SEOUL, March 24 (Korea Bizwire) – The Seoul Metropolitan Government will provide a large quantity of public rental housing so that young city dwellers will not be forced to move to suburbs due to high rent.
Seoul announced its ‘2030 Station Area Housing Plan’ on March 23. Starting with a pilot at Chungjeongno and Bonghwasan stations in July, the project is expected to be realized as early as the first half of next year.
To attract participation from private business, the floor area ratio will be raised to 800 percent. Accreditation will take only six months, as the city plans to go through the business process on its own. The city is also planning to provide financial support, such as tax benefits.
Station areas that were previously labeled as ‘second/third general residential areas’ will be upgraded to ‘quasi-residential areas’ or ‘commercial areas’. The floor area ratio will be increased by 550 percentage points (250 percent to 800 percent) at the most if land is donated.
Private businesses are required to fill the residential area with quasi-public rental houses. Small-sized public rental houses under the size of 45 square meters should be built on 10 to 25 percent of the land.
The small-sized public rental houses cost between 60 and 80 percent of typical prices in surrounding areas, and will be provided to young people between the ages of 20 and 39.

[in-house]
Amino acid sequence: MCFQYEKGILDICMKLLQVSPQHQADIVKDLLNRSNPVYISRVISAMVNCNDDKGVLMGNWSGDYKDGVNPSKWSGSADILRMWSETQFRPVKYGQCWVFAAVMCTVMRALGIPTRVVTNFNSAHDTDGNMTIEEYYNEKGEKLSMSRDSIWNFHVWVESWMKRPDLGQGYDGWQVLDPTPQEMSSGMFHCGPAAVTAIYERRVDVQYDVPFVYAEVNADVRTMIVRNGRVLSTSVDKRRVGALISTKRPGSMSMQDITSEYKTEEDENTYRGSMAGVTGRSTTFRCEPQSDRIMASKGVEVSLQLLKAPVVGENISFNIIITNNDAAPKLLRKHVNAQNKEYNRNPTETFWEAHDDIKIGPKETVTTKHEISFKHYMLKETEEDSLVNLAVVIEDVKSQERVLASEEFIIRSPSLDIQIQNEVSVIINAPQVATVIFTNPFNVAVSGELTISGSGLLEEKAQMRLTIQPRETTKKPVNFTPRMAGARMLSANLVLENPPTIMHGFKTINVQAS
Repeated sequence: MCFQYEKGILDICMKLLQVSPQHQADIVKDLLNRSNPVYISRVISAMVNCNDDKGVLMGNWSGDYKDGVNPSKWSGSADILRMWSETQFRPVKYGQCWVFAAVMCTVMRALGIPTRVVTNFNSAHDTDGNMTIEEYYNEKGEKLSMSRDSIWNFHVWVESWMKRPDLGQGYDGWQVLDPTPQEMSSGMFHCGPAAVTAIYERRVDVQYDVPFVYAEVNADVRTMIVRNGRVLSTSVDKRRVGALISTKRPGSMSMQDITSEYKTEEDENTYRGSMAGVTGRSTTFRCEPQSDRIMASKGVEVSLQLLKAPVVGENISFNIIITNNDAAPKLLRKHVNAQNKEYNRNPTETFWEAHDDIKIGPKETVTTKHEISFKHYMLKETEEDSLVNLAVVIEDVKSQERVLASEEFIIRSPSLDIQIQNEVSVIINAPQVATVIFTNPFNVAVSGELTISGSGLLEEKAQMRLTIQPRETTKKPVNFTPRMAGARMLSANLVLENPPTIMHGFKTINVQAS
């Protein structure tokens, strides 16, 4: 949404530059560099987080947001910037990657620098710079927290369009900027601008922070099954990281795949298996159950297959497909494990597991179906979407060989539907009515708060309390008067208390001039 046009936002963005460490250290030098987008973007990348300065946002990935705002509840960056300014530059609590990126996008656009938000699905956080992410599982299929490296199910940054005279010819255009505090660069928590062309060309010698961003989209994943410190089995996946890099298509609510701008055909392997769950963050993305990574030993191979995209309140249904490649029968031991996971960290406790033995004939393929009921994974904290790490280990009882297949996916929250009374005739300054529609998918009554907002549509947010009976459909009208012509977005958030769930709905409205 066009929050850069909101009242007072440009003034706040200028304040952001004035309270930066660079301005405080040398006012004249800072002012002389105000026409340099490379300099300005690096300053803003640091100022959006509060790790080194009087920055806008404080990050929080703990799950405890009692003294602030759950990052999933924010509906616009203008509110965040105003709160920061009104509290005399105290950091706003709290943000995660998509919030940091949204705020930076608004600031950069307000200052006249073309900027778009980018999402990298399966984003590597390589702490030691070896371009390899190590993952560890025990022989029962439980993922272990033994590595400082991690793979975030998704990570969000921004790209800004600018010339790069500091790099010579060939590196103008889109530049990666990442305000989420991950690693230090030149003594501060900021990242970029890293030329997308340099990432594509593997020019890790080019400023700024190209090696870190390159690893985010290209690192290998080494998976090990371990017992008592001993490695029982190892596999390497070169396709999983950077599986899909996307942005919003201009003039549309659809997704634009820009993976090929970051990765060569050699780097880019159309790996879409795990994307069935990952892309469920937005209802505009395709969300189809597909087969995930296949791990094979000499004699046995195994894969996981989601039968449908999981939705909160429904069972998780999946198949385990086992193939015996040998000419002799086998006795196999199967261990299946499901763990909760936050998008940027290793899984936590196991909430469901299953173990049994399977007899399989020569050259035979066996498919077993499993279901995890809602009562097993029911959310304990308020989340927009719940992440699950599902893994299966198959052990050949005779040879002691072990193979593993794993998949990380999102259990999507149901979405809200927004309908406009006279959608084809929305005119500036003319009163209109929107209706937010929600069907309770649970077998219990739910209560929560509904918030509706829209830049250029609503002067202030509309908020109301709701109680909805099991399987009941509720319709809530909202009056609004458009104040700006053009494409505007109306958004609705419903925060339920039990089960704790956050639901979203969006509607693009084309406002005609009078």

Since young people use public transportation to commute, living in rental houses near subway stations should make their lives more comfortable. The city expects the supply of the houses to help stabilize rents in Seoul.
However, the system will be temporarily operated for three years to prevent land prices from rising when no actual development is conducted.
Seoul expects that 210,000 houses under the size of 36 square meters will be built if 30 percent of the potential areas are developed. Authorities hope that among the total number of small-sized houses to be built, 40,000 public rental houses will be provided for young people.
City officials explain that they took the extreme measure of re-zoning ‘residential areas’ to ‘commercial areas’ due to a rapid increase in the number of ‘house poor’ people. They anticipate that by relocating young people to station areas, downtown hollowing-out can be prevented, and nighttime activities boosted, helping out the local economy.
By M.H.Lee (firstname.lastname@example.org)